Many in Appleton may wonder how, with the advances made in healthcare in recent years, can diagnostic errors still be an issue. Medical practitioners have numerous resources at their disposal designed to help them arrive at an accurate diagnosis. Yet despite the tools, diagnostic issues remain the most prevalent type of medical error (with Johns Hopkins Medicine reporting that 80,000-160,000 injuries or deaths occurring each year as the result of them). 

One problem that could potentially be contributing to diagnostic errors is the reliance on heuristics in healthcare. Heuristics are generally accepted practices or “rules of thumb” that practitioners in certain field follow. They typically arise out of best practices within an industry. This explanation not only makes heuristics seem harmless, but also beneficial in conducting one’s business. Heuristics are indeed helpful in healthcare, as they set to establish the standards against which clinicians are judged. Yet it is when doctors rely too heavily on them that diagnostic errors often arise.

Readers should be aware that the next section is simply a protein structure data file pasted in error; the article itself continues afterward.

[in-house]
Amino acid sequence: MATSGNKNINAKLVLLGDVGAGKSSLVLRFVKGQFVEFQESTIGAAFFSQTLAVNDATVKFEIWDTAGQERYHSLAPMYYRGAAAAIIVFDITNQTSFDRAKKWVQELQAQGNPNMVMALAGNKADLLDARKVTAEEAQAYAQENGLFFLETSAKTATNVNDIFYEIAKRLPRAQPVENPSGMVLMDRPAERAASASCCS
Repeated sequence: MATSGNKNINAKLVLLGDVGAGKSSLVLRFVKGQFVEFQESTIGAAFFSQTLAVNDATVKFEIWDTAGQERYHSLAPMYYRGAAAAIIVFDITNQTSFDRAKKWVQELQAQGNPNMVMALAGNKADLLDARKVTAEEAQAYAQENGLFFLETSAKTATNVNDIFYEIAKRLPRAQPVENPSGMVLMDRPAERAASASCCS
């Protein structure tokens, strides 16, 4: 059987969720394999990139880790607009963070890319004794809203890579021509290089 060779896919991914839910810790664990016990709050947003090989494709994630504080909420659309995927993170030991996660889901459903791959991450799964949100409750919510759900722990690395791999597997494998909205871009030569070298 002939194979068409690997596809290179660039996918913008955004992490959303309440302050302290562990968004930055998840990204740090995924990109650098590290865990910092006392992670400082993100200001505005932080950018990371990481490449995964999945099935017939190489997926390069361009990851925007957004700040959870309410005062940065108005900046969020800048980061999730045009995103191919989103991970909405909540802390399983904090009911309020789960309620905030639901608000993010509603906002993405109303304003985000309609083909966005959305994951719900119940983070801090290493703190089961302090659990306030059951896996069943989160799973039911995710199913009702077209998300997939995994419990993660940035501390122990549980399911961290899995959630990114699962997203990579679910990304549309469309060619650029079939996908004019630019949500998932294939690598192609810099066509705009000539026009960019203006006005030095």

The Agency for Healthcare Research and Quality has identified four scenarios where heuristics might often lead healthcare providers astray. These are: 

  • Availability heuristics: A doctor allowing past experiences to bias their opinion on a current case
  • Anchoring heuristics: A doctor relying on their initial diagnostic impression despite subsequent evidence contradicting it
  • Framing effects: A doctor allowing collateral information (such as a patient’s demographic information) to bias their opinion
  • Blind obedience: A doctor relying too heavily on expert opinion

A provider’s over-reliance on heuristics will often be evidenced in their documentation. Phrases such as “despite clinical evidence to the contrary” or “in accordance with current popular opinion” might indicate that a doctor is relying on something outside of patient’s current clinical indicators to form their opinion.